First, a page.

The Curtis Symphony Orchestra
Under Michael Stern with
Soloists: Jaime Laredo, violin, & Sharon Robinson, cello
Apr. 26, 2005
Tues., Apr. 26, 2005, @ Carnegie Hall: Isaac Stern Auditorium
By Josephine Reiter, Professor Emerita & Music Consultant
(See Professor Reiter at Bosendorfer New York.)
(See a second review of the performance.)
Bartok’s The Miraculous Mandarin Suite, Op. 19
Danielpour’s In the Arms of the Beloved:
Double Concerto for Violin, Cello, & Orchestra
Sibelius’ Symphony No. 2 in D, Op. 43
The Curtis Symphony Orchestra under Michael Stern presented a stellar program in Stern Auditorium as Philadelphia’s Curtis Institute of Music came to town for its Curtis at Carnegie Gala concert Tuesday evening, April 26. This was a program that featured early modern Bartok, a contemporary work by Richard Danielpour and ended with the neoromantic Sibelius 2nd Symphony, all of which showcased the orchestra.
Bartok’s ballet suite from The Miraculous Mandarin, a compelling programmatic work boldly opened the concert. The vital dissonances, colorful contrasts in timbre, rhythmic freshness came through. Bartok believed this music to be among his best in 1927 as the program annotator indicated; and the young, accomplished orchestral players responded to conductor Stern to make the audience understand Bartok’s opinion.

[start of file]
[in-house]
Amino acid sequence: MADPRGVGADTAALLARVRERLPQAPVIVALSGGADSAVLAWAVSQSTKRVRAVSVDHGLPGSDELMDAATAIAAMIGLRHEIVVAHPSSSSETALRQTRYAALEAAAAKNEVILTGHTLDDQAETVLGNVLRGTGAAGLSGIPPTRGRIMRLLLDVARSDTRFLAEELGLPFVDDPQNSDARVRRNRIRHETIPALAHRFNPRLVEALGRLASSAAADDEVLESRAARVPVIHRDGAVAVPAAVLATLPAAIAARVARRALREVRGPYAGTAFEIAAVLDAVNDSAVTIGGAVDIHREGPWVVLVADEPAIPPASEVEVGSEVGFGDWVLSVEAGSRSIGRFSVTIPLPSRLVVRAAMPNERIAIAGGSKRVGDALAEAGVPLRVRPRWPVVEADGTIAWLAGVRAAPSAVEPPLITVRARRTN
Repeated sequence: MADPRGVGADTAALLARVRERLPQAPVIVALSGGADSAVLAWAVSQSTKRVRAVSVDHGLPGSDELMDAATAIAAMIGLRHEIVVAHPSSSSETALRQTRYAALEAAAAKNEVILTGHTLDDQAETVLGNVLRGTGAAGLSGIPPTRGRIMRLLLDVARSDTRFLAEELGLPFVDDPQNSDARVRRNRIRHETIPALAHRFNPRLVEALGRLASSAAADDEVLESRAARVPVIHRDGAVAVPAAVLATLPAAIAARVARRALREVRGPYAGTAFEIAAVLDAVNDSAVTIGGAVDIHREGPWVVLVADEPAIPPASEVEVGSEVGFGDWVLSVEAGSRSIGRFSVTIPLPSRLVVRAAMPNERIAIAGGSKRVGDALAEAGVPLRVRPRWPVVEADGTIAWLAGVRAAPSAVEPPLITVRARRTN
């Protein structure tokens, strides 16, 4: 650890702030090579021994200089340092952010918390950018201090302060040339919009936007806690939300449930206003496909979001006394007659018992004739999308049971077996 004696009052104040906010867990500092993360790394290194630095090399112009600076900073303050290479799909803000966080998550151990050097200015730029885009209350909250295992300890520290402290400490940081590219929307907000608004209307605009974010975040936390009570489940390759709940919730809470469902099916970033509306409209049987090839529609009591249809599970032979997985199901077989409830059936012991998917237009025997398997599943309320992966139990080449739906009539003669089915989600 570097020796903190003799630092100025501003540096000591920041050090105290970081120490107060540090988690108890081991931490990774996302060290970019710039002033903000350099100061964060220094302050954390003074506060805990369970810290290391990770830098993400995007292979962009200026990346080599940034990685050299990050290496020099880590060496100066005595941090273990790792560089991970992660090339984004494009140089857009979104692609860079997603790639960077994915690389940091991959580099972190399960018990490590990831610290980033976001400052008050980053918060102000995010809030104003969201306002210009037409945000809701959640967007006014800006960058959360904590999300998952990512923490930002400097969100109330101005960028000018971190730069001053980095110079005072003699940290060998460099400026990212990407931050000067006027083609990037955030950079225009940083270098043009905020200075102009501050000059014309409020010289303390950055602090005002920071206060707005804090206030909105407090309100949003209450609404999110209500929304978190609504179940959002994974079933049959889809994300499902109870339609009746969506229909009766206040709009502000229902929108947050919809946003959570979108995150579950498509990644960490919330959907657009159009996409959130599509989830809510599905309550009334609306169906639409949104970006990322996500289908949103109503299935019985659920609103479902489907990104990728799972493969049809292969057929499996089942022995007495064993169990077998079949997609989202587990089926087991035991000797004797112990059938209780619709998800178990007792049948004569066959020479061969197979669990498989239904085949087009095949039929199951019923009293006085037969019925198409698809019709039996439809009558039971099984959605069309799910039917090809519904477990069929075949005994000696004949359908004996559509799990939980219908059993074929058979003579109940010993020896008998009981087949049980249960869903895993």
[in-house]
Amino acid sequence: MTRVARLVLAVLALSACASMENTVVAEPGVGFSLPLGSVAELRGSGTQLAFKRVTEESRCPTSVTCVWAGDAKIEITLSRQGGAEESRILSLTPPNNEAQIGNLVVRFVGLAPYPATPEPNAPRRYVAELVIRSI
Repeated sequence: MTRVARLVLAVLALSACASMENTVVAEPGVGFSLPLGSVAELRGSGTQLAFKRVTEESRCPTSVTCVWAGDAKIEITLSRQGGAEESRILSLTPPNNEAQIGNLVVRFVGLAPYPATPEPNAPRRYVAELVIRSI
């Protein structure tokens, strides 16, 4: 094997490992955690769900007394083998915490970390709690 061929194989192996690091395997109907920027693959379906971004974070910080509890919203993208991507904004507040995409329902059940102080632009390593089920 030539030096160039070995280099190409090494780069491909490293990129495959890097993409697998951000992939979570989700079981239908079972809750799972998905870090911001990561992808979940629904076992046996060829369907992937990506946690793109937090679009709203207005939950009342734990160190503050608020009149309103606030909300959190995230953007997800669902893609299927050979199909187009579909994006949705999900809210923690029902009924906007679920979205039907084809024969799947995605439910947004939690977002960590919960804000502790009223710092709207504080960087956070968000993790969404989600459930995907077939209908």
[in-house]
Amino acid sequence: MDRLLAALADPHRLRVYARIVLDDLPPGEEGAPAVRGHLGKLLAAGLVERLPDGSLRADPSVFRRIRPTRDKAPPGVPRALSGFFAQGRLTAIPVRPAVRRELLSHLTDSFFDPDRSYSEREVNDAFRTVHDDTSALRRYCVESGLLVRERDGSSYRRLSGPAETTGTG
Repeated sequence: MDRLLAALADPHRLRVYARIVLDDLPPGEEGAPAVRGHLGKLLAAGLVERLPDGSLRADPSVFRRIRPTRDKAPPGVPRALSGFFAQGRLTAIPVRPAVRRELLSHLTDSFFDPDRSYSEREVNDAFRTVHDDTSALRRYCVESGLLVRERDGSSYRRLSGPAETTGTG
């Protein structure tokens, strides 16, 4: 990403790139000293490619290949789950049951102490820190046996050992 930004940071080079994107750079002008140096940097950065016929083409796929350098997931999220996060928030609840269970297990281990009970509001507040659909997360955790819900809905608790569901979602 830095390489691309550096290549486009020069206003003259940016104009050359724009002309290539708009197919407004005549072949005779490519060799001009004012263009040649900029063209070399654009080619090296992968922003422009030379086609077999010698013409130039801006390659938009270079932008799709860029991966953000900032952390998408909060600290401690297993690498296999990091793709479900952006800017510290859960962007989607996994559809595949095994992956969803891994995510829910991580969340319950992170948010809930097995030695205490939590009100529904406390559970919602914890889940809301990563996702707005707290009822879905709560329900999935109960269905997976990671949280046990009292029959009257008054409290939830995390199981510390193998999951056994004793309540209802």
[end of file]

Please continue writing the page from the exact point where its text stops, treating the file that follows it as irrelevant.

The centerpiece of the first half of the program was Danielpour’s double concerto for orchestra, tied to the verse of a 13th-century Persian poet Jalal al-Din Rumi and entitled: In the Arms of the Beloved. This beautifully evocative work came into being at the request of the two featured soloists: violinist Jaime Laredo and cellist Sharon Robinson for performance at their 25th wedding anniversary celebration and then on a formal commission from the IRIS Chamber Orchestra of Germantown, Tennessee, and its founder and music director, Michael Stern. The sincerity and expressive feeling conveyed by the conductor and orchestra and the featured soloists enveloped the audience. Mr. Danielpour joined his faculty colleagues on the stage at the end. The entire program represented the best of the Curtis Institute of Music in one of the best venues in the world—Carnegie Hall’s Stern Auditorium What a thrill for everyone there!
The final work was the expansively grand Symphony No. 2 in D Major by Jean Sibelius, Finland’s greatest composer. Michael Stern is a gifted conductor as evidenced by his impressive appointments and engagements worldwide. His intelligent pacing of the Sibelius 2nd Symphony made the fourth movement a superb ending to a splendid evening.